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Lawmakers want to change the Texas constitution to tighten bail restrictions

A sign for a bail bond business is shaped like a bell -- white background with blue letters spelling "North Main Bail Bond."
Lucio Vasquez
Houston Public Media
Located near Minute Maid Park, "North Main Bail Bond" is one of many locations of its kind in downtown Houston. Harris County has been the center of several bail disputes over the years. Taken on Oct. 17, 2019.

This November, Texas voters could decide whether judges can deny bail for certain violent and sexual offenders.

Texas lawmakers are pushing for an amendment to the state's constitution that would make it harder for some people to be released on bail.

State senators Juan Hinojosa, D-McAllen, and Joan Huffman, R-Houston, are co-authors of Senate Joint Resolution 44, which if passed would ask voters to approve an amendment allowing judges to deny bail for people charged with violent and sexual offenses as well as human trafficking.

It would also require a judge to impose the "least restrictive conditions" of bail while still protecting the public and ensuring a defendant shows up in court.

The Senate Committee on Criminal Justice heard public comment on the resolution Tuesday. Huffman said Texas lacks options for keeping habitual offenders in jail.

"It has become starkly clear that our local officials making bail determinations day in and day out need this tool to protect the people of Texas from future harm," Huffman said.

If the resolution passes in both the House and Senate, it could appear on the ballot for Texas voters as early as the upcoming election on Nov. 7.

The proposed change comes amid a growing dispute over bail practices in Texas and across the country in recent years. Last legislative session, Gov. Greg Abbott signed into law Senate Bill 6, which placed restrictions on how judges set bail.

Typically, judges can review a person’s charges and criminal history and determine whether a defendant must pay cash or be released without payment on what’s known as a personal recognizance bond, or “PR bond.”

That changed after SB 6. Now, judges are required to set a cash bail amount for violent offenses.

The use of cash bail has come under fire from advocates for the accused who say it unfairly impacts people who can’t afford to pay to get out of jail pretrial, when a person is still legally presumed innocent.

Nowhere in Texas has the debate over bail practices been more prominent than in Harris County. In 2016, the county was part of a class-action lawsuit over its use of cash bail for misdemeanor offenses. Plaintiffs in the case successfully argued that the county discriminated against people who could not afford to pay bail, and a federal judge found the practice unconstitutional.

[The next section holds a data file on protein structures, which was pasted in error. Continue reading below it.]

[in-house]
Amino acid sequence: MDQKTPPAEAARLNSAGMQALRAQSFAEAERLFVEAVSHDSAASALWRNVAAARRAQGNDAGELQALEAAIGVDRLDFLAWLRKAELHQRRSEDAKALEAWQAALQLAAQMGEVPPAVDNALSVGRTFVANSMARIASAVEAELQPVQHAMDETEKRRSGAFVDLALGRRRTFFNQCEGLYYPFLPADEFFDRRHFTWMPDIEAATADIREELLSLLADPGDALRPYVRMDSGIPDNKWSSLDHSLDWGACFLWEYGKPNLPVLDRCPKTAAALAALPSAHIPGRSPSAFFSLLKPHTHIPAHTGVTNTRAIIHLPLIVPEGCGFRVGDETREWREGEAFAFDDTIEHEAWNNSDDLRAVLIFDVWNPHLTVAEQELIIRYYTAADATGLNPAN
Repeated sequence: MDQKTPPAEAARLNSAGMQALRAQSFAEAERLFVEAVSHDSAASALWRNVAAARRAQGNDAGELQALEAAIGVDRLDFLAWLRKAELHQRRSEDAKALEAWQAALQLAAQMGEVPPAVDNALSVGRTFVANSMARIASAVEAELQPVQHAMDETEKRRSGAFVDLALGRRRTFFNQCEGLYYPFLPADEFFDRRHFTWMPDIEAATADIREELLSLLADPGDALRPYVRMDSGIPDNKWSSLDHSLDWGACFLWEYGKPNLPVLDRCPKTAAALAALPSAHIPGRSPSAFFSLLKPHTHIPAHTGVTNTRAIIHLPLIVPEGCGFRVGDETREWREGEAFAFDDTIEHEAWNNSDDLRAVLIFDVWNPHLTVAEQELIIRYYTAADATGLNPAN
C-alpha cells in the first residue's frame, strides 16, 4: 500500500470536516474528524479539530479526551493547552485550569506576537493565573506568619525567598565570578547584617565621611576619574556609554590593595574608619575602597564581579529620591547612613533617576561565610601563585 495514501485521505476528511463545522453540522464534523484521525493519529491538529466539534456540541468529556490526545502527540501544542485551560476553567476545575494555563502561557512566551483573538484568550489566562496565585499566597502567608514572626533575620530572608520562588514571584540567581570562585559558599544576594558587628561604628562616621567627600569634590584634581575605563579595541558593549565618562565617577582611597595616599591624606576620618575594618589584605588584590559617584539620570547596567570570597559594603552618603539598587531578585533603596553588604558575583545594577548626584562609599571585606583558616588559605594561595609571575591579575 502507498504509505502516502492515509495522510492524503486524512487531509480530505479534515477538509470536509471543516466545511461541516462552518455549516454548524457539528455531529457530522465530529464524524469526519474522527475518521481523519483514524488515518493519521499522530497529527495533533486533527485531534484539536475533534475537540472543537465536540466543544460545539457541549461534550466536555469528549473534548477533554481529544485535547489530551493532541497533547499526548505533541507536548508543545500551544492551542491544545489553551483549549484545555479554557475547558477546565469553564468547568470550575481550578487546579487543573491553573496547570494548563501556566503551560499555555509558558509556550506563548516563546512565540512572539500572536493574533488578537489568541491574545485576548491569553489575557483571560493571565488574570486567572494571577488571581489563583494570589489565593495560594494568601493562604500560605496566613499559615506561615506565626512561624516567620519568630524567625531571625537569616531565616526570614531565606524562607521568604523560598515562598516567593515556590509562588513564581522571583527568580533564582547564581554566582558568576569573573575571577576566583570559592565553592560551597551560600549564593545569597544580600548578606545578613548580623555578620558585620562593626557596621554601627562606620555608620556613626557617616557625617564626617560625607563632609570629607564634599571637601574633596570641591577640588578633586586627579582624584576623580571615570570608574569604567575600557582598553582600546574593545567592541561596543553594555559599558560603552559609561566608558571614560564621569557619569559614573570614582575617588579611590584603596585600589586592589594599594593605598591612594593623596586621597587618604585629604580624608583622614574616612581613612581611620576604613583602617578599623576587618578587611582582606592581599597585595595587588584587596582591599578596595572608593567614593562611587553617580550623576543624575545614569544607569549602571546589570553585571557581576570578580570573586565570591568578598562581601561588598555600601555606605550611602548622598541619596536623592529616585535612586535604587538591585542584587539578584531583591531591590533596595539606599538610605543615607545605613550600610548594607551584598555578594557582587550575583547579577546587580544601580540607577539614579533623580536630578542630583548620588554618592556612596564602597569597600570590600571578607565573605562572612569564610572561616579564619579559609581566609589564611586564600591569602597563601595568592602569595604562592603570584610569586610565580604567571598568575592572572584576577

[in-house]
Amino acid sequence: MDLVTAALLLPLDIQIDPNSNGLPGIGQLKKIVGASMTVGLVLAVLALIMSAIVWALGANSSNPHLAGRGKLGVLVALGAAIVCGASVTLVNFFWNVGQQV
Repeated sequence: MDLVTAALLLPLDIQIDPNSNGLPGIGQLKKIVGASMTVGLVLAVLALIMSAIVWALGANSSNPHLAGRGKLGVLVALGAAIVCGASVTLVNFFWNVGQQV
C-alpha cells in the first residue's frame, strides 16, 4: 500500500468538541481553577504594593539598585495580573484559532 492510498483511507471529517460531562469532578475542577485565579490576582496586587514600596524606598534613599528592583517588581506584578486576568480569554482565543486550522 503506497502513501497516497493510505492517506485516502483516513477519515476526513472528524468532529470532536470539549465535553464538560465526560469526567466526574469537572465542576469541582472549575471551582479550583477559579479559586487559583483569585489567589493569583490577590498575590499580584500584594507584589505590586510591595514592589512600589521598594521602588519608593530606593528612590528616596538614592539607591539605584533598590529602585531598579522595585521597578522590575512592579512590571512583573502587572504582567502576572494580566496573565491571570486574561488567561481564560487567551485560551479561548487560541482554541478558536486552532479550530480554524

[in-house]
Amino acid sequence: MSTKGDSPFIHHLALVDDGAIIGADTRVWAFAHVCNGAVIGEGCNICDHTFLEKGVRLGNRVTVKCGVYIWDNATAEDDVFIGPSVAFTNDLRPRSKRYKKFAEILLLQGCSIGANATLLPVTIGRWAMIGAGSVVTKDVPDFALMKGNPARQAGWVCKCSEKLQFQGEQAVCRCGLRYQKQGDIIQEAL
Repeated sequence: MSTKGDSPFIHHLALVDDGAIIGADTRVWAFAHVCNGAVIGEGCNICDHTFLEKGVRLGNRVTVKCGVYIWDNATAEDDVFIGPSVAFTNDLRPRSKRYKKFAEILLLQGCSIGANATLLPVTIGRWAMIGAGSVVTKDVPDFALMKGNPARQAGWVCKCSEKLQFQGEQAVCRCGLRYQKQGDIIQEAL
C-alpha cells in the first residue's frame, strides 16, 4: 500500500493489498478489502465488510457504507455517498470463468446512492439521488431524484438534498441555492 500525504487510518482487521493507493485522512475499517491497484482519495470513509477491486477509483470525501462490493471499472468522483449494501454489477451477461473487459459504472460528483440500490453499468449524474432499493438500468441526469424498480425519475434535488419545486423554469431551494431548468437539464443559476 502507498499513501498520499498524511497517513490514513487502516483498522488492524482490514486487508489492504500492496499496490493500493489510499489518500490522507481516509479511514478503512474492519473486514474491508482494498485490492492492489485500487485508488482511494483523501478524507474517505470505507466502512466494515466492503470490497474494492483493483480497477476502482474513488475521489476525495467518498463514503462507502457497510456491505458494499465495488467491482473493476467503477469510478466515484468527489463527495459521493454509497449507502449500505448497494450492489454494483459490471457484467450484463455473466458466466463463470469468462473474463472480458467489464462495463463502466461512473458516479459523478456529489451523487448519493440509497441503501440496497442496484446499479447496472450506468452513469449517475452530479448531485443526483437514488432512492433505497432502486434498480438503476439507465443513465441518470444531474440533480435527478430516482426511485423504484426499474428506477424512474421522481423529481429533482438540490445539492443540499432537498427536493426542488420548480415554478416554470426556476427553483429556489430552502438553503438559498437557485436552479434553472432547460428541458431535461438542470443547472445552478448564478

The county’s court-mandated reforms did not apply to felonies, but a similar lawsuit targeting the county’s use of cash bail for felony offenses is ongoing.

Lawmakers and law enforcement officials say their concern is that bail guidelines for felony offenders aren't strict enough, and have sought for ways to deny bail altogether in some cases. Huffman and others also sponsored House Joint Resolution 4 in 2021, which made a similar proposal to SJR 44 but ultimately failed to pass before the end of the session.

Crime in Harris County was a repeated topic of discussion throughout Tuesday's hearing — Huffman is a Houston Republican and committee Chair Sen. John Whitmire is a Democrat running for mayor of Houston.

Andrew Wright, a lieutenant with the Houston Police Department, said the faster this proposed bail reform is passed, the better it would be for law enforcement and the public.

"I think in Houston, we don't have more criminals, we have the same criminals let out time and time again for us to catch, and it is not a good situation," Wright said.

However, members of civil rights groups from across the state said Tuesday the proposed amendment is too broad and would unfairly impact those who are already disproportionately caught up in the criminal justice system — people from poor communities and communities of color.

"This is happening without the other side of the coin," said Chris Harris, policy director for the Austin Justice Coalition. "Without actual remedy or relief for people who are poor on the other side of this system, who are still being jailed improperly, who are still being en masse, at immense harm to them, their families, and their communities, as well as at immense cost to the state."

In addition to public safety, the bill's supporters say they want to make sure people don’t miss their day in court.

But the legislation fails to consider those who miss court for reasons outside of their control, said Lauren Rosales with The Bail Project.

"Most missed court appearances are unintentional," Rosales said. "They are not attempts to willfully flee or evade prosecution. Like missed medical appointments, they occur due to sudden illness, inescapable work obligations, travel challenges, child care responsibilities and confusion around details like the location or time."

Rosales added unnecessary time spent in pretrial detention can worsen conditions in an arrestee's everyday life, leading to further economic instability and deteriorating physical and behavioral health.

"This amendment would mean that more Texans would remain locked in jail away for weeks, months or years without having been convicted of a crime," Rosales said.

Got a tip? Email Toluwani Osibamowo at You can follow Toluwani on Twitter @tosibamowo.

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Toluwani Osibamowo is a general assignments reporter for KERA. She previously worked as a news intern for Texas Tech Public Media and copy editor for Texas Tech University’s student newspaper, The Daily Toreador, before graduating with a bachelor’s degree in journalism. She is originally from Plano.